If there was one word that described Andrej Nestrasil’s 2016-17 campaign, it would be “challenging.”
Nestrasil, a former third-round pick who had established himself as a full-time NHLer over the previous two seasons with Carolina, was struggling to stay in the lineup with the Hurricanes to start the 2016-17 season. He found himself serving as a healthy extra more often than not, something that made it tough for him to get into a rhythm after a lengthy injury cut his previous campaign short.
With the goal of getting Nestrasil into games, the Hurricanes put the 26-year-old forward on waivers and assigned him to Charlotte, something that he saw as a positive move.
“I feel like when I got here, at first I was really excited that I could play,” said Nestrasil. “I felt like the first 15 games were really good and I showed that I can play and be an NHL player.”
A look at the numbers seems to back that claim up as well. In his first 18 games as a Checker, Nestrasil collected 10 points (4g, 6a) and was a fairly consistent force for the team.
But then the trade deadline came.
There was an air of uncertainty throughout March 1, as there was a chance Nestrasil would find himself moving to another club or back up with Carolina. But the deadline came and went and not only was he still a member of the Hurricanes, he remained in Charlotte. From there Nestrasil’s numbers took a dive, as he tallied just four points in his next 21 games.
“After that deadline I was mentally down because I didn’t expect that I would still be here,” said Nestrasil. “I kind of pressured myself too much because I thought if I want to have good job next year I need to put up points and be the best player on the ice every night. If you’re not happy, and I’m not saying not happy with what’s going on here, but if you’re not 100 percent mentally and then you put pressure on yourself, it’s not going to go your way.”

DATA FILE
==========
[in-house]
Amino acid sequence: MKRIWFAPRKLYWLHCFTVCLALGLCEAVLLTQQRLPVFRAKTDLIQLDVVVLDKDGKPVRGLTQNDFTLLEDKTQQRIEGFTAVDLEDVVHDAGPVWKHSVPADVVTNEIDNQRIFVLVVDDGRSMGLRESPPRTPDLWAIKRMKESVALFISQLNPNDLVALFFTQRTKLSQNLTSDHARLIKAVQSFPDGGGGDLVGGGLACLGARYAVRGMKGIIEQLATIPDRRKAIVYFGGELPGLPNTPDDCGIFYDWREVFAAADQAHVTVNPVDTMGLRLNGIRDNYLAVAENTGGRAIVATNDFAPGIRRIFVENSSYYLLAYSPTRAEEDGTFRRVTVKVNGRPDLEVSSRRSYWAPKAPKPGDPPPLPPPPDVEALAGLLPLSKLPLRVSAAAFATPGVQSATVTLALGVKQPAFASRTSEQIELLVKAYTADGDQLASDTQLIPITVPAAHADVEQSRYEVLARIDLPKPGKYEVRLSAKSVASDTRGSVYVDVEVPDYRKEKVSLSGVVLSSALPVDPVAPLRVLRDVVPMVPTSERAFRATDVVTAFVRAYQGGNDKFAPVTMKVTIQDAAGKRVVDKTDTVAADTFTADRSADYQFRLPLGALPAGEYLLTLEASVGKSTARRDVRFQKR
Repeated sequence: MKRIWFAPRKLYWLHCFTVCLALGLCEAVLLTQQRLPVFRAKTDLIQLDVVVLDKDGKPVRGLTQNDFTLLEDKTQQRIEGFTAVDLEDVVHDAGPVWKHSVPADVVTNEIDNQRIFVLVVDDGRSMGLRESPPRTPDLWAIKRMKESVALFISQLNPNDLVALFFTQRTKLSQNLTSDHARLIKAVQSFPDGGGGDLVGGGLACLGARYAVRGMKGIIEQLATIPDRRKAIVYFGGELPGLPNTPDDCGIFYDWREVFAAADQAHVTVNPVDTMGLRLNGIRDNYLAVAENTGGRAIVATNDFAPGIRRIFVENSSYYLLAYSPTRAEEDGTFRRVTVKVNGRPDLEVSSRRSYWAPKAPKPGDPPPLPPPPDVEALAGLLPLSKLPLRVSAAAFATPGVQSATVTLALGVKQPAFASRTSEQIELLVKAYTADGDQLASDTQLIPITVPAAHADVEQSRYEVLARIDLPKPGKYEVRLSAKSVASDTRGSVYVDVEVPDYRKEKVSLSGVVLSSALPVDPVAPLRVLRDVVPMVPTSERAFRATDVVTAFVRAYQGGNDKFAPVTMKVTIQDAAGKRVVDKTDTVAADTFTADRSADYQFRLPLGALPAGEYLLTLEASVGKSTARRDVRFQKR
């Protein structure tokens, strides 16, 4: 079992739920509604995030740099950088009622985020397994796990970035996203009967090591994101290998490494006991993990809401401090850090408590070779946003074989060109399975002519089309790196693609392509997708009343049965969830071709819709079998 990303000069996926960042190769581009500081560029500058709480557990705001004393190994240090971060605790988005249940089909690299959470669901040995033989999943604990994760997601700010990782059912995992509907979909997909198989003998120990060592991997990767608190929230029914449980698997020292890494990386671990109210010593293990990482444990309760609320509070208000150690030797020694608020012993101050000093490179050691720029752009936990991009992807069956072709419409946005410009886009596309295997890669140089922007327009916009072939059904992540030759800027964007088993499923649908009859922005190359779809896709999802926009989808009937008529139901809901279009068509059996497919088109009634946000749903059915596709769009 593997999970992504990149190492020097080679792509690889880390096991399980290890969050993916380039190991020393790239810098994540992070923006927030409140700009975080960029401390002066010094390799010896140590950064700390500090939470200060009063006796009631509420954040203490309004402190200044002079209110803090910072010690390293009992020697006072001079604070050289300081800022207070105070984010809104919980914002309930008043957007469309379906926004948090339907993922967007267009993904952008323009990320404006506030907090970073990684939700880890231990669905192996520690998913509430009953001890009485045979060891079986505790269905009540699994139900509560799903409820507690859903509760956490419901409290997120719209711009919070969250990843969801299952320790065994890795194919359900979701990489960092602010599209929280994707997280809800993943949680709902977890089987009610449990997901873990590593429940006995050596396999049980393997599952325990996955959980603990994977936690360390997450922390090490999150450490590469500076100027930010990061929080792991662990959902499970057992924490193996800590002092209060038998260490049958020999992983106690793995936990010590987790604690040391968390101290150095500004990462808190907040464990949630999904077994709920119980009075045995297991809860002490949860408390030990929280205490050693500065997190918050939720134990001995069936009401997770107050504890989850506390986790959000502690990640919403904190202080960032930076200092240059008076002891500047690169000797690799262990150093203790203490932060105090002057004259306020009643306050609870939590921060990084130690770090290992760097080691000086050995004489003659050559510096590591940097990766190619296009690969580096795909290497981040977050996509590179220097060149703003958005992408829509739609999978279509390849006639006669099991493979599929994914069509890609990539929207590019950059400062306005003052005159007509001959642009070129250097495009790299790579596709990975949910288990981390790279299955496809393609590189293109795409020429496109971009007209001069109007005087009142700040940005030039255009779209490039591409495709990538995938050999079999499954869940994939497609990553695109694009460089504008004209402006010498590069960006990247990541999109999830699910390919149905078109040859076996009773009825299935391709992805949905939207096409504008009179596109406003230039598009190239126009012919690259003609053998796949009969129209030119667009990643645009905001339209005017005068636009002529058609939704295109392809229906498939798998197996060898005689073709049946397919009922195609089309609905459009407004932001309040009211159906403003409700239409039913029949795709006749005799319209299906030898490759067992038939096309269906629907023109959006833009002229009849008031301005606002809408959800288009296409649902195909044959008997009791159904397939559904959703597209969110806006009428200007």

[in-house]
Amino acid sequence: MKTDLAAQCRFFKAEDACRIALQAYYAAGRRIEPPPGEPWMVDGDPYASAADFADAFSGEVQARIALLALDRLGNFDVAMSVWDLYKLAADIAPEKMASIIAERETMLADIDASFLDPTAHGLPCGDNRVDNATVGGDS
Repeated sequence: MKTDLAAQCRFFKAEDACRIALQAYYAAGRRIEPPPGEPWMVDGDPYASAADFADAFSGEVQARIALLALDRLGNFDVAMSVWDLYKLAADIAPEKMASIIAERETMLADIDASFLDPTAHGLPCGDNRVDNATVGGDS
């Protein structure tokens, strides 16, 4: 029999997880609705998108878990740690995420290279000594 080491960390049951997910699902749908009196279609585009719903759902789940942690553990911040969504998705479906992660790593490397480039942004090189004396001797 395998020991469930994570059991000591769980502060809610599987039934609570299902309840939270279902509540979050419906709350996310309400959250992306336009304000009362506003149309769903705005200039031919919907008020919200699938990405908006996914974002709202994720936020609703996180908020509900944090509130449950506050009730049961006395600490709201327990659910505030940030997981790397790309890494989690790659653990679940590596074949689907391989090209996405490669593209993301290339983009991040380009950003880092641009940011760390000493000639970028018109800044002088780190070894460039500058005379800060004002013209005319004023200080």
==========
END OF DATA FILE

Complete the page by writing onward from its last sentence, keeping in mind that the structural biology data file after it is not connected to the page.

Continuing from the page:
That’s not to say his game completely fell off over that stretch. It just seemed like the bounces just weren’t going his way, and it spiraled from there.
“I feel like there was a period of like 15 to 18 games where I didn’t put up points but some of those games I felt like I played really good hockey,” said Nestrasil. “I remember one game where I had like six shots and one even went off the post and I made a nice play for someone back door but we didn’t score and then I go to the bench and the next line goes out and they do the same exact play and they score. And you’re sitting there and you’re happy for the guys but in the back of your head you’re like ‘We just did the same thing, how did ours not go in?’ And it snowballs from there and it’s hard to get out of it.”
The mental aspect of the game really came to the forefront for Nestrasil as he battled to keep his emotions in check while regaining confidence in his game.
“A big part of sports is your mental health,” he said. “You have to be mentally, well I don’t want to say tough, because I am. But you have to be happy. If you’re happy and you don’t pressure yourself too much and you know you’re in a good spot and you know that you’re going to go out there, you’re more likely to score and have points.”
While he tried to shake himself out of that slump, Nestrasil was also shuffled across the lineup down the stretch, playing all three positions at different times up and down the lineup.